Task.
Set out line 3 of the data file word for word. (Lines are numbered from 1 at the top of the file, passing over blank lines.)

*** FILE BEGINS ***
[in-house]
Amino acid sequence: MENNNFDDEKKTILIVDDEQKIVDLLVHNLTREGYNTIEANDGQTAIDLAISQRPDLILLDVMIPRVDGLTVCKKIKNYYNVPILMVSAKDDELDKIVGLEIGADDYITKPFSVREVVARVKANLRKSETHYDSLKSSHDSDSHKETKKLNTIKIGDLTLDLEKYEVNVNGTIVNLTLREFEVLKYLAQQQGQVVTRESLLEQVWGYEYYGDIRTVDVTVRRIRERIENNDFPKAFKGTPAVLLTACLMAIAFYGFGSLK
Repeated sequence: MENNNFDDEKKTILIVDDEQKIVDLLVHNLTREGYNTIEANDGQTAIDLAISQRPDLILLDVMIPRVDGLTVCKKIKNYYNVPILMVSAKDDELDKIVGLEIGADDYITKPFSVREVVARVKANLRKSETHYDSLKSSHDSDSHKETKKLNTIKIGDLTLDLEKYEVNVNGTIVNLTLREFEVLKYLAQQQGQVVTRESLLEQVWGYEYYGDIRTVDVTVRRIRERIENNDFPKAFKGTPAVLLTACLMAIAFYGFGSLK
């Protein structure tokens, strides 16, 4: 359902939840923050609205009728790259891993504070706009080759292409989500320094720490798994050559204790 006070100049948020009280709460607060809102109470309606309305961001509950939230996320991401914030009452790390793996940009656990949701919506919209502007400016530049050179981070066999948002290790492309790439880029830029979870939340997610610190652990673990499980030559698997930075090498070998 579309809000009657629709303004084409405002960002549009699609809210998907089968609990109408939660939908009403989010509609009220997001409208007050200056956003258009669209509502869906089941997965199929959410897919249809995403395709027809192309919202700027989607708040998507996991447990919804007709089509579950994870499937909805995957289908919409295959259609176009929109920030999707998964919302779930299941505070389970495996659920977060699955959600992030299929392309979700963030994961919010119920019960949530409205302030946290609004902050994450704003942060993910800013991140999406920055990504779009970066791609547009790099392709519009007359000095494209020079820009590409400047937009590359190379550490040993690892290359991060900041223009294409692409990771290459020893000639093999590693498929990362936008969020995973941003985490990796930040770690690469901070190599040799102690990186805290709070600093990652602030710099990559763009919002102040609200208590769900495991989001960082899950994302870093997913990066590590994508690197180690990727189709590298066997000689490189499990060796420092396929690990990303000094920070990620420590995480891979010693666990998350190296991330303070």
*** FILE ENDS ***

Repeated sequence: MENNNFDDEKKTILIVDDEQKIVDLLVHNLTREGYNTIEANDGQTAIDLAISQRPDLILLDVMIPRVDGLTVCKKIKNYYNVPILMVSAKDDELDKIVGLEIGADDYITKPFSVREVVARVKANLRKSETHYDSLKSSHDSDSHKETKKLNTIKIGDLTLDLEKYEVNVNGTIVNLTLREFEVLKYLAQQQGQVVTRESLLEQVWGYEYYGDIRTVDVTVRRIRERIENNDFPKAFKGTPAVLLTACLMAIAFYGFGSLK